please do this about 250 words. Please please do it carefully, Introduction Once you train your eye to look, Essay

please do this about 250 words. Please please do it carefully,

Introduction
Once you train your eye to look, it is not hard to find that the world is rife with injustices both great and small. One goal of this course is to prompt students to identify moments of systemic injustice, placing individual incidents within their larger social contexts, and to see them in places that may previously have gone unacknowledged. These can be structures of power that create inequities that you notice, race, ethnicity, or gender (or, ideally, an intersection) -motivated bias you see embedded in laws and policies, everyday cultural discourse you hear that contributes to exclusion, or something else.

Not only is an understanding of systemic injustice at the core of what you need to be successful in this class, and so worth practicing, being able to identify these systemic power issues requires a skill called “systems thinking” highly sought after from college graduates in nearly every field. And it’s a critical step toward disrupting those harmful systems to create a more just world.

Task
Starting this week, you will write in a “diary” recording instances of systemic injustice you witness in your day-to-day life, your studies, or in the global news. You should describe the phenomenon you witnessed or read about as well as any additional research you did to understand what was happening, then analyze it according to the course concepts we are discussing. What impact does it have? How did you distinguish this as systemic injustice? What categories of identity were in play? What contextual or historical information do you need to understand this incident with the appropriate depth and complexity? What would need to change for this wrong to be righted on a systemic level? Be sure to focus on impact of the phenomenon you chose (rather than the personal intent of the participants or a change in personal beliefs).

If you’re not sure where to start, you can always start backward from a big concept to a local example. I’d recommend considering the phenomena mentioned in our modules as inspiration. For example, if you learn something new about US immigration policies or problems in ethnographic studies, you can look for an effect of that phenomenon within your daily experience (maybe your neighbor immigrated to the US and encountered difficulties, maybe there’s a recent ethnographic study you encountered in your studies that is flawed in a critical way) or in the global news (where are refugee crises happening in the world, what prompted them, what policies have other governments implemented, etc.).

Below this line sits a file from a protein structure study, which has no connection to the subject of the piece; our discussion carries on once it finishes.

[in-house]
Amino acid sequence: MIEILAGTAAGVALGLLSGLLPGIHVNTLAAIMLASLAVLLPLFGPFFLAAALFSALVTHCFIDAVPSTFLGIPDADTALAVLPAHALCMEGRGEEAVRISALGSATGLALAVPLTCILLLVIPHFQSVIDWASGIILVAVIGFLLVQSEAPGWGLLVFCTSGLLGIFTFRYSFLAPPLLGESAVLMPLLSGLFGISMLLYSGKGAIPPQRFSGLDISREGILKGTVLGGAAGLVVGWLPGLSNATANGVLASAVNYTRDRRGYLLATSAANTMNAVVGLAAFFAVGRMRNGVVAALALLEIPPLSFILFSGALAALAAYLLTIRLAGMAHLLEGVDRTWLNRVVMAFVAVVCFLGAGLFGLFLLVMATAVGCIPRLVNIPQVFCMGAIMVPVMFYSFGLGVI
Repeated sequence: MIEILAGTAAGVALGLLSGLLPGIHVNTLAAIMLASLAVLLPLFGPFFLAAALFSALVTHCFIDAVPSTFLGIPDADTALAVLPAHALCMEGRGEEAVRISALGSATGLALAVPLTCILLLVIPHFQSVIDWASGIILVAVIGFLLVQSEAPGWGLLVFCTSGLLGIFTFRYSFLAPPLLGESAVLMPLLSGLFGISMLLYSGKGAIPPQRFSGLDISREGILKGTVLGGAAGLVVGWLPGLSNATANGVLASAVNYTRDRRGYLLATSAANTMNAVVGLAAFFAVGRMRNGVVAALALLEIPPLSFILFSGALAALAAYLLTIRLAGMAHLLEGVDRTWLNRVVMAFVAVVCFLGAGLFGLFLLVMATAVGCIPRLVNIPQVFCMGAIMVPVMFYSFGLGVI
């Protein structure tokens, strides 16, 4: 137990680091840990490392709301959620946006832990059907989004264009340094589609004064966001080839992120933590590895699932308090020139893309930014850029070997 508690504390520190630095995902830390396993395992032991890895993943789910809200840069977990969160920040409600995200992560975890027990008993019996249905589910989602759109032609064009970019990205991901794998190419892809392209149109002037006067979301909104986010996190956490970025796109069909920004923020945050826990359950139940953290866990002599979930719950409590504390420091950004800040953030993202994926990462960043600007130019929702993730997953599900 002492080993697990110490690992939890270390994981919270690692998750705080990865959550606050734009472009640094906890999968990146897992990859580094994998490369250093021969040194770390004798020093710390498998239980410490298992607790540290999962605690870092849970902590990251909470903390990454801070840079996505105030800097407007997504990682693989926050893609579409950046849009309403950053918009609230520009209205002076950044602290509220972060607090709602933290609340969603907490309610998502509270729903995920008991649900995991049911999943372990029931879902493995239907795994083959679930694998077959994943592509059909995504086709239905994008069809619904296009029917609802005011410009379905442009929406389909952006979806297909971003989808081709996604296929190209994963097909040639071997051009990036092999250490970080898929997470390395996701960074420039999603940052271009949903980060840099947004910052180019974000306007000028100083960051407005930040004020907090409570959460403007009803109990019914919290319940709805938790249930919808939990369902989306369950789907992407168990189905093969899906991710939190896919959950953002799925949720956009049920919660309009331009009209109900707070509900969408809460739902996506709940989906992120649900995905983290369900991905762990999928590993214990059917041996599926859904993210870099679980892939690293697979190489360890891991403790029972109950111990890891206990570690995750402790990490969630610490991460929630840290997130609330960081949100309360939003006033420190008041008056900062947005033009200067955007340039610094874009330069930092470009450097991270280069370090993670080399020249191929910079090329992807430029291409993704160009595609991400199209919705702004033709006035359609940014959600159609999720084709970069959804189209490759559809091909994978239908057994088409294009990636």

Not only will you chose your best entry to expand and share with the class, but this assignment will also serve as an extended brainstorming activity for your upcoming group podcast assignment, so you’ll want to choose examples you feel strongly about, and that are complex enough for further inquiry should you choose.

To do this assignment well, you will need to:

Identify a possible example. Be sure you’re prepared to claim it’s an illustration of a systemic injustice.
Consider its context (i.e. do the people involved have a history of oppression as part of their group identity, is this an isolated incident or part of a pattern, etc.)
Do some background research to ensure you understand that context
Apply course concepts about systemic injustice to this incident and analyze it according to those concepts
Test your analysis—what would need to change to solve the problem? Can you point to what systemic change would need to happen?
You’ll get better at this each week as you learn more, and you’ll see more and more examples the further we get into the material. Be patient with yourself. Jot down ideas throughout the day then return to them later to consider which you’ll select for the week. A major part of this assignment is that early thinking stage in which you’re considering what qualifies, before you even write a word. You’re training your mind to think and experience the world in these terms through regularly practicing this kind of analysis.

Requirements
Your weekly entries must each cover a different example (if you are covering a major developing local story, like an ongoing controversy in your neighborhood or on campus or in the global news, contact your TA about permission to write about it more than once. Otherwise, choose a new topic each week). They should clearly describe the incident and what you identify as the injustices and/or power inequities at play.

about 250 words

Evaluation
Your entries will be evaluated on the following:

Completion at required length
Sufficient contextual information
Thoughtfulness of your comments on how the situation creates or perpetuates injustice and inequality
Relevancy of the example you chose
Submission on time